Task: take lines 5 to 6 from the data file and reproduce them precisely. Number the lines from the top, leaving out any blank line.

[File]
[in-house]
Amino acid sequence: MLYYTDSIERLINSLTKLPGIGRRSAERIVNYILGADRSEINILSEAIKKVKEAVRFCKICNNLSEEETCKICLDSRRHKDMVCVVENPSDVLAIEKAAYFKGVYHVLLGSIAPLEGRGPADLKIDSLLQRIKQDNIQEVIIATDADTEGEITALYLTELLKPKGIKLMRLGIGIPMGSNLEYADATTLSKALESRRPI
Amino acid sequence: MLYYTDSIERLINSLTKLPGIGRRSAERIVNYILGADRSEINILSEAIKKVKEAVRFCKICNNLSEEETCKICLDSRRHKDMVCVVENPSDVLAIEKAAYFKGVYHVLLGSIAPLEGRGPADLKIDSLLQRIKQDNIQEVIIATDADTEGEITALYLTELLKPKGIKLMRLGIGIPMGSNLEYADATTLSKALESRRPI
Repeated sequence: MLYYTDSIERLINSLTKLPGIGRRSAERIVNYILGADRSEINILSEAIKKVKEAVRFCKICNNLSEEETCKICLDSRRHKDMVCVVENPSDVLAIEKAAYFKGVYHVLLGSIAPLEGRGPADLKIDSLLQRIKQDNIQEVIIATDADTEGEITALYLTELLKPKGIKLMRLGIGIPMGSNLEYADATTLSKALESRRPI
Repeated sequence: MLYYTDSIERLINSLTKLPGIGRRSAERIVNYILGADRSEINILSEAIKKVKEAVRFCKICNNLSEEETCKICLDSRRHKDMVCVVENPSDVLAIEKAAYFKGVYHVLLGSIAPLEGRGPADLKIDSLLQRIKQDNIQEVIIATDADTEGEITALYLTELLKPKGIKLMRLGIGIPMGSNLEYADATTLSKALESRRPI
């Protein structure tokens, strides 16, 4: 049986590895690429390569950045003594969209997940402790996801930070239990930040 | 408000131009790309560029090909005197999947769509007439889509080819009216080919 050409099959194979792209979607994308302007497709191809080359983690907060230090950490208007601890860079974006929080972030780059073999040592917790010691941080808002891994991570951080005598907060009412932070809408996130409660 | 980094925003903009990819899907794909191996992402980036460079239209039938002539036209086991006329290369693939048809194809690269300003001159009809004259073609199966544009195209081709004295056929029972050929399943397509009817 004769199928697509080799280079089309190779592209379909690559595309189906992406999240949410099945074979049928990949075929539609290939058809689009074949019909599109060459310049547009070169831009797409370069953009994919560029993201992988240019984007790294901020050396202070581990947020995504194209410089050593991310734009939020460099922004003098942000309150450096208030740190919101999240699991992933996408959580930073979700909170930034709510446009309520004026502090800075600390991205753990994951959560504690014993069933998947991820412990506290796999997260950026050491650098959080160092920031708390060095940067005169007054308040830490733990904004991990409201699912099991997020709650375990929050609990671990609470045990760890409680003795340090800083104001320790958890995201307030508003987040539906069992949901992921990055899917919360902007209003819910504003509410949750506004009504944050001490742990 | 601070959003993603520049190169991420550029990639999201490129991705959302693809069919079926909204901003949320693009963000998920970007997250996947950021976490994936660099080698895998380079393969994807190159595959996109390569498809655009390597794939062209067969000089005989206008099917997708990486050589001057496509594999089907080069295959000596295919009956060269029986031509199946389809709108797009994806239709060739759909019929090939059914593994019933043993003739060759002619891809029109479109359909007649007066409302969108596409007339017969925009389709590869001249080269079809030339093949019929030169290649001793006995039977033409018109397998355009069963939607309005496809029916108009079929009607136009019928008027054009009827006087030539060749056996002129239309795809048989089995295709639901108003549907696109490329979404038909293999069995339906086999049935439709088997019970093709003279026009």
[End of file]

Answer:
Repeated sequence: MLYYTDSIERLINSLTKLPGIGRRSAERIVNYILGADRSEINILSEAIKKVKEAVRFCKICNNLSEEETCKICLDSRRHKDMVCVVENPSDVLAIEKAAYFKGVYHVLLGSIAPLEGRGPADLKIDSLLQRIKQDNIQEVIIATDADTEGEITALYLTELLKPKGIKLMRLGIGIPMGSNLEYADATTLSKALESRRPI
């Protein structure tokens, strides 16, 4: 049986590895690429390569950045003594969209997940402790996801930070239990930040 | 408000131009790309560029090909005197999947769509007439889509080819009216080919 050409099959194979792209979607994308302007497709191809080359983690907060230090950490208007601890860079974006929080972030780059073999040592917790010691941080808002891994991570951080005598907060009412932070809408996130409660 | 980094925003903009990819899907794909191996992402980036460079239209039938002539036209086991006329290369693939048809194809690269300003001159009809004259073609199966544009195209081709004295056929029972050929399943397509009817 004769199928697509080799280079089309190779592209379909690559595309189906992406999240949410099945074979049928990949075929539609290939058809689009074949019909599109060459310049547009070169831009797409370069953009994919560029993201992988240019984007790294901020050396202070581990947020995504194209410089050593991310734009939020460099922004003098942000309150450096208030740190919101999240699991992933996408959580930073979700909170930034709510446009309520004026502090800075600390991205753990994951959560504690014993069933998947991820412990506290796999997260950026050491650098959080160092920031708390060095940067005169007054308040830490733990904004991990409201699912099991997020709650375990929050609990671990609470045990760890409680003795340090800083104001320790958890995201307030508003987040539906069992949901992921990055899917919360902007209003819910504003509410949750506004009504944050001490742990 | 601070959003993603520049190169991420550029990639999201490129991705959302693809069919079926909204901003949320693009963000998920970007997250996947950021976490994936660099080698895998380079393969994807190159595959996109390569498809655009390597794939062209067969000089005989206008099917997708990486050589001057496509594999089907080069295959000596295919009956060269029986031509199946389809709108797009994806239709060739759909019929090939059914593994019933043993003739060759002619891809029109479109359909007649007066409302969108596409007339017969925009389709590869001249080269079809030339093949019929030169290649001793006995039977033409018109397998355009069963939607309005496809029916108009079929009607136009019928008027054009009827006087030539060749056996002129239309795809048989089995295709639901108003549907696109490329979404038909293999069995339906086999049935439709088997019970093709003279026009």